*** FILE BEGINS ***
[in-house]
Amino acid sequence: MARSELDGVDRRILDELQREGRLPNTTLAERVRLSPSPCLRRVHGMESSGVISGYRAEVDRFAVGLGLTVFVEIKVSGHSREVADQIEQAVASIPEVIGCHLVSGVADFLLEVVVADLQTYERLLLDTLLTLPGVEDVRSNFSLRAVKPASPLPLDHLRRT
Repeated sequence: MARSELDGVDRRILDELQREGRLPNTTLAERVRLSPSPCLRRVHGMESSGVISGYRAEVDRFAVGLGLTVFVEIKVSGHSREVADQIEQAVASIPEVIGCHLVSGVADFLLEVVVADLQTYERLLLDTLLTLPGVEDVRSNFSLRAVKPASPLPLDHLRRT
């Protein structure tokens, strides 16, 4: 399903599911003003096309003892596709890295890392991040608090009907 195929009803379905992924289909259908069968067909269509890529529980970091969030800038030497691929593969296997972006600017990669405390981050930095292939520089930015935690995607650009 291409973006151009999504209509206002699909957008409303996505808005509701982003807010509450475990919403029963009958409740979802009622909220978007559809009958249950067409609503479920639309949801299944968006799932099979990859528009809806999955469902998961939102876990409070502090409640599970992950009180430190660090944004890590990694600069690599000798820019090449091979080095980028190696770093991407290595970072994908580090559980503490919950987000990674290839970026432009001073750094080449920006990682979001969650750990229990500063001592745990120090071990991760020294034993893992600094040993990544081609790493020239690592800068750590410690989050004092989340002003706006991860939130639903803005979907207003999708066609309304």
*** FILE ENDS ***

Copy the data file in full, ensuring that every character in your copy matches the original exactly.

[in-house]
Amino acid sequence: MARSELDGVDRRILDELQREGRLPNTTLAERVRLSPSPCLRRVHGMESSGVISGYRAEVDRFAVGLGLTVFVEIKVSGHSREVADQIEQAVASIPEVIGCHLVSGVADFLLEVVVADLQTYERLLLDTLLTLPGVEDVRSNFSLRAVKPASPLPLDHLRRT
Repeated sequence: MARSELDGVDRRILDELQREGRLPNTTLAERVRLSPSPCLRRVHGMESSGVISGYRAEVDRFAVGLGLTVFVEIKVSGHSREVADQIEQAVASIPEVIGCHLVSGVADFLLEVVVADLQTYERLLLDTLLTLPGVEDVRSNFSLRAVKPASPLPLDHLRRT
């Protein structure tokens, strides 16, 4: 399903599911003003096309003892596709890295890392991040608090009907 195929009803379905992924289909259908069968067909269509890529529980970091969030800038030497691929593969296997972006600017990669405390981050930095292939520089930015935690995607650009 291409973006151009999504209509206002699909957008409303996505808005509701982003807010509450475990919403029963009958409740979802009622909220978007559809009958249950067409609503479920639309949801299944968006799932099979990859528009809806999955469902998961939102876990409070502090409640599970992950009180430190660090944004890590990694600069690599000798820019090449091979080095980028190696770093991407290595970072994908580090559980503490919950987000990674290839970026432009001073750094080449920006990682979001969650750990229990500063001592745990120090071990991760020294034993893992600094040993990544081609790493020239690592800068750590410690989050004092989340002003706006991860939130639903803005979907207003999708066609309304």